I’m on a quest. A quest to eat more vegetables. I know. It’s not the most exciting mission of my life, but it is a good one. A healthy one. And I have to be honest that I am not interested in choking down my veggies. I really require that they taste good as well as providing me with the healthy nutrients that my body needs. After all, it’s my quest so I can make the rules. Strangely, I prefer salad over most other vegetable options. I don’t mind trying new things, but salad is my go to vegetable option.
“All work and no play”. It’s a philosophy, just not a philosophy that our family believes in. I’m not saying that we don’t believe in working hard. In fact, hard work is something we feel strongly about. And instilling a strong work ethic in our kids and throughout our company is something we desire to do. But learning to take a break or have a moment of fun is what enables us to sustain our dedication to a job well-done.
Y’all I have the cutest recipe video to share with you. Not only because it has some yummy pecan cookies from a great recipe, but also because it has some pretty precious kids in it. I admit I am super partial on this theory. Mainly because one of the kids is my daughter, Anna, and also because the other kid is our family friend, Ben. These kids had a great time filming this recipe. I told my mom that it was kind of like cooking with Elmo. The cookies are delicious as we got to enjoy them fresh out of the oven. As you will see, they thought the cookie dough was pretty spectacular as well.
Front porches and cold drinks: two things that make the Texas heat more bearable in my opinion. When I said “cold drink” I wasn’t referring to the South’s poster child, iced tea. I was actually referring to iced coffee. Butter Pecan Iced Coffee to be exact. I personally like my coffee hot, but my sister, Leslie, has been telling me for years to give this beloved drink a chance. Since we are approaching summertime I decided to take her advice. By the way, I am so glad I did. This drink is amazing! And the recipe that I am about to share with you will “knock your socks off”, as we say in the south. AND… with your socks off, you can mosey on outside with this drink in hand and enjoy it on your front porch!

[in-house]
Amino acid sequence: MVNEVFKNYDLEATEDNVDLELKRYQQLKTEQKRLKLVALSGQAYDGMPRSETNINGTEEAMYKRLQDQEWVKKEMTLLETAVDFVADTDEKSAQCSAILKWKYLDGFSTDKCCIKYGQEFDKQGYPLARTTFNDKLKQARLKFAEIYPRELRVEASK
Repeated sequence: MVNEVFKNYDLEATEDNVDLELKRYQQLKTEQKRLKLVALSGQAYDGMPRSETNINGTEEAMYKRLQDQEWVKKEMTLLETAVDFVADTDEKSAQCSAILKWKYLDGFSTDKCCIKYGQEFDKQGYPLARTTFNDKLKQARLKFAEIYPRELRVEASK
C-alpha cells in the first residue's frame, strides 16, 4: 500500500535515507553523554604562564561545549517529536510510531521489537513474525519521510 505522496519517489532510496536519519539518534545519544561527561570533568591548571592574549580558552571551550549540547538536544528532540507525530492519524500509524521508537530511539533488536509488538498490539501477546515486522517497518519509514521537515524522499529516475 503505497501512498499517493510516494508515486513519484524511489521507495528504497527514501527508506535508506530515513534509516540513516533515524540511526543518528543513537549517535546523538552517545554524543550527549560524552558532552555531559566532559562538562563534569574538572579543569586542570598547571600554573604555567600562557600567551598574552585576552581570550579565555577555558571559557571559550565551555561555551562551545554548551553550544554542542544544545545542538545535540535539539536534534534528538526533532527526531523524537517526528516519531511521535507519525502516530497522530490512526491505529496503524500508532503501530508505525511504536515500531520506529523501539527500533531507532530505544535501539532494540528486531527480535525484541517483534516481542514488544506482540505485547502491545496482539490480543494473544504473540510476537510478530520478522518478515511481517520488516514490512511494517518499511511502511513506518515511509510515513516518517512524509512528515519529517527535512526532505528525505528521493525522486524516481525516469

Found this great article of Famous Trees of Texas! Click here for the original article.
|Historical period: Frontier Texas (1865 – 1899)
Historical topics: Pecan-Our State Tree, Saved From The Axe
Species: Pecan (Carya illionoiensis)
County: San Saba
Public access?: No access permitted
Tree Tour: Coming Soon
The San Saba Mother Pecan was discovered by an Englishman named E. E. Risien, a cabinet-maker by trade, who became fascinated with pecans. Risien staged the first pecan show in San Saba County to find the best pecan specimen. After the judging, he asked the winning exhibitor to show him the tree from which his pecans came. Risien was horrified when he saw it, for all the limbs had been sawed off except one. The man said that he had used that limb to stand on while he cut the others off to get the nuts!
Risien eventually bought the tree and the land on which it stood. Slowly the tree grew a new crown and once again began producing crops of the prize nuts.
Thinking he could reproduce the fruit by seedlings, he planted the first commercial pecan nursery in San Saba County. In that 40-acre nursery, none of the more than 1,000 pecan nuts planted produced trees of like fruit.
Artificial pollination of the “mother tree” continued for years as he tried to develop new varieties. He would ride horseback for miles seeking suitable “father trees,” gather the pollen-laden male blossoms in his saddle-bags, and bring them back to pollinate the “mother tree.” It generally took about 10 years to know whether he had a new and better variety.
In addition to his pollination experiments, Risien also experimented with budding and grafting pecans when few people knew it could be done.
Records of the first meeting of the Texas State Horticultural Society, held in Brenham in 1886, indicate that Risien won the honor of showing the best plate of pecans. For years after, his pecans were always top winners.